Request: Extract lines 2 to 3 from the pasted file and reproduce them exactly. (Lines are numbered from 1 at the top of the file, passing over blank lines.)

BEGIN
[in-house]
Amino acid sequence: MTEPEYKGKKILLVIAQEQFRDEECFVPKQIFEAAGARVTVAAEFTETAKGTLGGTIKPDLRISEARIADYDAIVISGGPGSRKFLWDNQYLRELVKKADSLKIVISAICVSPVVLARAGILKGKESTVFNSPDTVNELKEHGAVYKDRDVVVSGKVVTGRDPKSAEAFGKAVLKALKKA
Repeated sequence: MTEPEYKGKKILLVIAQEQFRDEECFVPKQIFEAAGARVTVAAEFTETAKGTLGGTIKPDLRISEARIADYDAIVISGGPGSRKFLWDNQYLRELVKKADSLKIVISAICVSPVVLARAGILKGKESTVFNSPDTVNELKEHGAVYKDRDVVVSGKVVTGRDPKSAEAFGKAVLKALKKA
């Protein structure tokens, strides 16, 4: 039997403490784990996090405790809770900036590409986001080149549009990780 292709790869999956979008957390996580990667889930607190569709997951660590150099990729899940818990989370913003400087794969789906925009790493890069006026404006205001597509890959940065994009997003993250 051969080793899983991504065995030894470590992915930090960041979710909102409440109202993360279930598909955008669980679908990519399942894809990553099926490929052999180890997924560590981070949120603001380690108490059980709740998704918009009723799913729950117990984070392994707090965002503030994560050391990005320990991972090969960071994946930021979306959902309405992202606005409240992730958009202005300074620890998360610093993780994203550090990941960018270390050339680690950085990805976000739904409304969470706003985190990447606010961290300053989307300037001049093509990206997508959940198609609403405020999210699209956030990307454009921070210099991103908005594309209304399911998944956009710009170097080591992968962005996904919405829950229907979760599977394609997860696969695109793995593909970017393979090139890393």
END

Amino acid sequence: MTEPEYKGKKILLVIAQEQFRDEECFVPKQIFEAAGARVTVAAEFTETAKGTLGGTIKPDLRISEARIADYDAIVISGGPGSRKFLWDNQYLRELVKKADSLKIVISAICVSPVVLARAGILKGKESTVFNSPDTVNELKEHGAVYKDRDVVVSGKVVTGRDPKSAEAFGKAVLKALKKA
Repeated sequence: MTEPEYKGKKILLVIAQEQFRDEECFVPKQIFEAAGARVTVAAEFTETAKGTLGGTIKPDLRISEARIADYDAIVISGGPGSRKFLWDNQYLRELVKKADSLKIVISAICVSPVVLARAGILKGKESTVFNSPDTVNELKEHGAVYKDRDVVVSGKVVTGRDPKSAEAFGKAVLKALKKA